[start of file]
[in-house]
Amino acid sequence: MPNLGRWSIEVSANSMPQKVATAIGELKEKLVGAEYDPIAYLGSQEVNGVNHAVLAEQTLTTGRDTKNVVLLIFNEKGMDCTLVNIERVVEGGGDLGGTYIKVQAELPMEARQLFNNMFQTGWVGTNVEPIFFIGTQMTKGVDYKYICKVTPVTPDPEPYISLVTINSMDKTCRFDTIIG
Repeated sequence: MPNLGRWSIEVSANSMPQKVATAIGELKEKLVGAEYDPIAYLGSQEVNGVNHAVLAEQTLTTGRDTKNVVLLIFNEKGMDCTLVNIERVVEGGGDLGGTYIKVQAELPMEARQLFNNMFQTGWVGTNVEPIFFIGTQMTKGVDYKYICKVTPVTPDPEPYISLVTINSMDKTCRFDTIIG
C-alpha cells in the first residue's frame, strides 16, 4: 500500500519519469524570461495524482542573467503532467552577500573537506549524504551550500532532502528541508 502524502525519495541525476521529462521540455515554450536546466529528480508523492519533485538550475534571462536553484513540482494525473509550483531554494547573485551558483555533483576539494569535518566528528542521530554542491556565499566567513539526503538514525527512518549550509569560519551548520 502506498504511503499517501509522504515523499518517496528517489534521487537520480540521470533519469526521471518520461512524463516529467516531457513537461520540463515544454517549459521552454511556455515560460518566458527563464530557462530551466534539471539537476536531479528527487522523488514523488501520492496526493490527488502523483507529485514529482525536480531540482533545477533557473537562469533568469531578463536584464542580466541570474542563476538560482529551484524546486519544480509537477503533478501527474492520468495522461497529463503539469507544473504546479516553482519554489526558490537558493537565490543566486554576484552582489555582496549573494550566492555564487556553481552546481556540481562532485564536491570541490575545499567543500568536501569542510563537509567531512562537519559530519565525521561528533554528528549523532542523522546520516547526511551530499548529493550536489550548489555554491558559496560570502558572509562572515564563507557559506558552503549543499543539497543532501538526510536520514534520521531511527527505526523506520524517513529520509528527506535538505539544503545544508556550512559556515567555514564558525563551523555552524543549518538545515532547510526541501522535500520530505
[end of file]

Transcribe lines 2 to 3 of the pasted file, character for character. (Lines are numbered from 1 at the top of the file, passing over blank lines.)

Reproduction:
Amino acid sequence: MPNLGRWSIEVSANSMPQKVATAIGELKEKLVGAEYDPIAYLGSQEVNGVNHAVLAEQTLTTGRDTKNVVLLIFNEKGMDCTLVNIERVVEGGGDLGGTYIKVQAELPMEARQLFNNMFQTGWVGTNVEPIFFIGTQMTKGVDYKYICKVTPVTPDPEPYISLVTINSMDKTCRFDTIIG
Repeated sequence: MPNLGRWSIEVSANSMPQKVATAIGELKEKLVGAEYDPIAYLGSQEVNGVNHAVLAEQTLTTGRDTKNVVLLIFNEKGMDCTLVNIERVVEGGGDLGGTYIKVQAELPMEARQLFNNMFQTGWVGTNVEPIFFIGTQMTKGVDYKYICKVTPVTPDPEPYISLVTINSMDKTCRFDTIIG